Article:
Overall, the procedure is very safe. As with any procedure, there are risks. The most common side effect is pain, which is temporary. Any time a needle is punctured through the skin, there is a chance of bleeding or infection that is very rare. Other rare side effects include spinal headache, nerve damage, worsening of pain, etc., which are extremely unlikely Who should not have these injections? If you are allergic to corticosteroids, specific local anesthetics, or ionic contrast, please notify your physician. Also, if you are taking any blood thinners (Coumadin, Plavix, Warfarin, Lovenox, Aspirin) please let your physician know ahead of time to help devise a safe plan for the injection.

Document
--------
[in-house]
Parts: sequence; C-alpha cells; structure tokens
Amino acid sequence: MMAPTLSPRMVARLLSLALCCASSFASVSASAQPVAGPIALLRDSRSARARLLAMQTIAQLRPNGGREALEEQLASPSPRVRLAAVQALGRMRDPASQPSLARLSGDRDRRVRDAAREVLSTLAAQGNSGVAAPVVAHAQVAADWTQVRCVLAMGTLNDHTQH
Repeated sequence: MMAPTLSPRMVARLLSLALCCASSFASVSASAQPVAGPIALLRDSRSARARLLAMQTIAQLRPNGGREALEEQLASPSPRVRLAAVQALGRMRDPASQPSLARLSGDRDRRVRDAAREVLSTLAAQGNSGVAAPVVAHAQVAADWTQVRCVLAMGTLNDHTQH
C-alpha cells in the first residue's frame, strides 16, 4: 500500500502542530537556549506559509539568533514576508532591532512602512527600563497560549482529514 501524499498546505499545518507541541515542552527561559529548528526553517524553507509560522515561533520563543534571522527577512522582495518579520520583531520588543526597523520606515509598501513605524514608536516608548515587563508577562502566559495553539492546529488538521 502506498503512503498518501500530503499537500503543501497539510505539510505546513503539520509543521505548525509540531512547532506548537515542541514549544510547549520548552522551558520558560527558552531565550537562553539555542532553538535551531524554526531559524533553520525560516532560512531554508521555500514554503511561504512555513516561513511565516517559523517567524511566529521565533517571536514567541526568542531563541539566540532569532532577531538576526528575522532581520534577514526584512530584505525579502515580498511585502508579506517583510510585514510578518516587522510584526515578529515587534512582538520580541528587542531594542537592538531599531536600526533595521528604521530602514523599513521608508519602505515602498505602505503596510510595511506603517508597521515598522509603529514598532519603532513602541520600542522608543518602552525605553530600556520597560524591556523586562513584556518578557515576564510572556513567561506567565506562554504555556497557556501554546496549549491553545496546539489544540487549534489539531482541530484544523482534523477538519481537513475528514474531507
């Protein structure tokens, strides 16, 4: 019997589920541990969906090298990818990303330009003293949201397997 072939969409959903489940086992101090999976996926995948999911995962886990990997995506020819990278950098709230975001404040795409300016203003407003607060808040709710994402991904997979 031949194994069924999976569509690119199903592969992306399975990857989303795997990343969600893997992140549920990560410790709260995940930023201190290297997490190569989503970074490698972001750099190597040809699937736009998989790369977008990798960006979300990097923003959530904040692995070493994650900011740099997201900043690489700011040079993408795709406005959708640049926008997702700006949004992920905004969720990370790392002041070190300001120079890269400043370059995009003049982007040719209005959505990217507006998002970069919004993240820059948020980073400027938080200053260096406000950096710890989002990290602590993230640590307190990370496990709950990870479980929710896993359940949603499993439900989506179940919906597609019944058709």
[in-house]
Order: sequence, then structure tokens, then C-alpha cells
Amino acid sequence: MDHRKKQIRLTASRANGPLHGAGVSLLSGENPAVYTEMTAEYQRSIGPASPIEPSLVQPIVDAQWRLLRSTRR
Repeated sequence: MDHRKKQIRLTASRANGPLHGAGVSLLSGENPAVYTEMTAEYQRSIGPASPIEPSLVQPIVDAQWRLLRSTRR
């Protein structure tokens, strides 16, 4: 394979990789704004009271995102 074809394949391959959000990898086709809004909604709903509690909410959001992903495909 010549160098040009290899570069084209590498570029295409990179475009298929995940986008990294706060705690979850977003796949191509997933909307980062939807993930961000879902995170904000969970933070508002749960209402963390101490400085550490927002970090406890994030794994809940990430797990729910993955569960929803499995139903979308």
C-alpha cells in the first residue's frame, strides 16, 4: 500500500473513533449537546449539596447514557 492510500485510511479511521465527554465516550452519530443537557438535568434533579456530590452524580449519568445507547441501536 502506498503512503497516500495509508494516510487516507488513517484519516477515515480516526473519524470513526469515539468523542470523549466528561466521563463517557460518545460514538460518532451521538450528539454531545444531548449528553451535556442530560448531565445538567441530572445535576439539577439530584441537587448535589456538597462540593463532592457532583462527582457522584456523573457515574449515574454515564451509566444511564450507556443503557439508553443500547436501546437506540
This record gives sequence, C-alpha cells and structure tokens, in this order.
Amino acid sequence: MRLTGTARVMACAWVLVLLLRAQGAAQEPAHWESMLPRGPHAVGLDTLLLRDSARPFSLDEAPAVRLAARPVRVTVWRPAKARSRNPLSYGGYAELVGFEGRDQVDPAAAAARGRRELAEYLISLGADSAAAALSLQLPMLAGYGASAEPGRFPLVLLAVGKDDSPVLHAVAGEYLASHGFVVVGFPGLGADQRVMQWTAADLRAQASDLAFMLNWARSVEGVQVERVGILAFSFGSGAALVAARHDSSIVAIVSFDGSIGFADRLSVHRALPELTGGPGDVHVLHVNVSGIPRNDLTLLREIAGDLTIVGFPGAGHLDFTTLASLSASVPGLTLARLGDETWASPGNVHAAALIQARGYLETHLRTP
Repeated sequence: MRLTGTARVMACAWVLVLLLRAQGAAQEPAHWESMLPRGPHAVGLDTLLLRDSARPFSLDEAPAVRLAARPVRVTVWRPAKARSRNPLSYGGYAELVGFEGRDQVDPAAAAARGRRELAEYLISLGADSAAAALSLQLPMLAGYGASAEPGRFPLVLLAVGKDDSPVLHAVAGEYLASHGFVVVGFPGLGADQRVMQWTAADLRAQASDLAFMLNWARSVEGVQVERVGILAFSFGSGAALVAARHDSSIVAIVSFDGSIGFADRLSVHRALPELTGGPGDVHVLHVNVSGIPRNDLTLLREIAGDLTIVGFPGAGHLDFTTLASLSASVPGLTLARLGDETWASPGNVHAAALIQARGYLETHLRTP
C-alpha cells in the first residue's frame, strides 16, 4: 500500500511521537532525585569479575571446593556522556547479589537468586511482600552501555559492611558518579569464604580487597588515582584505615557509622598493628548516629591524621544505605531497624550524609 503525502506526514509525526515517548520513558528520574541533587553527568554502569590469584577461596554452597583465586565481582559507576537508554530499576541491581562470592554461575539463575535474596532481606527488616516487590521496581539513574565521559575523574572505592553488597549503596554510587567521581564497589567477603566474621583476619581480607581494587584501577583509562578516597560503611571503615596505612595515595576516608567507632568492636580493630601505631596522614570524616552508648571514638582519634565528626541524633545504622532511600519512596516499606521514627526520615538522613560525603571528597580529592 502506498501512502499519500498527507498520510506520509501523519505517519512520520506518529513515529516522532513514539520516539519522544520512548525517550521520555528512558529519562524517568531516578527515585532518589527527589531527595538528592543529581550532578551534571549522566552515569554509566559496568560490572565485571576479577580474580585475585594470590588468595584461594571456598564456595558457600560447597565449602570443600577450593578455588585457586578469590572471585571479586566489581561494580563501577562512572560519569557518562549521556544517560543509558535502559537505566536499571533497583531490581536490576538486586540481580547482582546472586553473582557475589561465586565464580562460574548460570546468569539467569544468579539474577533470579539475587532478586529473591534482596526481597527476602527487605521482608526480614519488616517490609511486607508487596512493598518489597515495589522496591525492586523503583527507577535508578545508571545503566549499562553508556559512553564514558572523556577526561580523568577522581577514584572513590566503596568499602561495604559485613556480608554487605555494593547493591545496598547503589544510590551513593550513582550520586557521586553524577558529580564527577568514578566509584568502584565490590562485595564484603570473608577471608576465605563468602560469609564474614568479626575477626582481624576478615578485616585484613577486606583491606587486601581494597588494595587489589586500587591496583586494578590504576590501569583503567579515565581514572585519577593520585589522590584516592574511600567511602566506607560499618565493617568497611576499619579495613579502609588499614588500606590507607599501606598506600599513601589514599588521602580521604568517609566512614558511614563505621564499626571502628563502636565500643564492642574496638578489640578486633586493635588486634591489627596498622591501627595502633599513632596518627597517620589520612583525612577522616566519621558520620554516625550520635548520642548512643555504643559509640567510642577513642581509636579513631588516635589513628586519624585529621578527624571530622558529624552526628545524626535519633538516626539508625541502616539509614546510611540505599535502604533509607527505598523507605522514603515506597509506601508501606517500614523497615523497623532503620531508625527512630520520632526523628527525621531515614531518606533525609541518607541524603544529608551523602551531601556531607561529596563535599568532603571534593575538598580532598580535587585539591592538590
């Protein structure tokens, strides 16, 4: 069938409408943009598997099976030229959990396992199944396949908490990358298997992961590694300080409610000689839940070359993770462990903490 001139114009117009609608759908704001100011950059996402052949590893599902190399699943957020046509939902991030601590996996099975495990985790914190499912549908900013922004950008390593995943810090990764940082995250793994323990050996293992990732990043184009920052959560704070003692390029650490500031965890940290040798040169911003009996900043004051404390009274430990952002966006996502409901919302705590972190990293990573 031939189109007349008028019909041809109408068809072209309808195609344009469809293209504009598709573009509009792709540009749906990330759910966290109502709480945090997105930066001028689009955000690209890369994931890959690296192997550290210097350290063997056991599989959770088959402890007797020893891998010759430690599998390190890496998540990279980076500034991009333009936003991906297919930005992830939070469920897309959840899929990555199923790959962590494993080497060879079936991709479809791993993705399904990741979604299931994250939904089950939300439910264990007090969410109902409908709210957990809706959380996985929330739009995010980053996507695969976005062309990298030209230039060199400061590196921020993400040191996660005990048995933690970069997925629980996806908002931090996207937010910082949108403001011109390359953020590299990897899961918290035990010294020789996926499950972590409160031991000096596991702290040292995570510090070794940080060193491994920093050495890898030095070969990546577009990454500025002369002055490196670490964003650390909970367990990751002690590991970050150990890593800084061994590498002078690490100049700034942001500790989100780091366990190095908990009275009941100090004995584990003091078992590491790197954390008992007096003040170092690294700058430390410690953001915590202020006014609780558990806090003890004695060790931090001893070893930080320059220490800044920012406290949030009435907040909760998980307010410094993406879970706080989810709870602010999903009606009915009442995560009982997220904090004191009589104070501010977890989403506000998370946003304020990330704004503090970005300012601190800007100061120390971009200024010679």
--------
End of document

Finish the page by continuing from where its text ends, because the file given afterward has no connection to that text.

The steroid medication begins to take effect in one to two days at which point you should start to see some benefit. The steroid effect continues to get stronger and stronger such that the peak effect occurs at about two weeks. Thereafter, the effect will stabilize and should last several weeks to months. Typically, the pain relief experienced from this procedure lasts 3-6 months, but there is significant variability from patient to patient and from one procedure to another. If and when the pain starts to return, this procedure can be repeated to try and attain some pain relief once again. Keep in mind that this injection may work very well for pain certain areas but may not help with others. This is normal. Areas of pain that do not respond may need other treatments, which you can discuss with your doctor.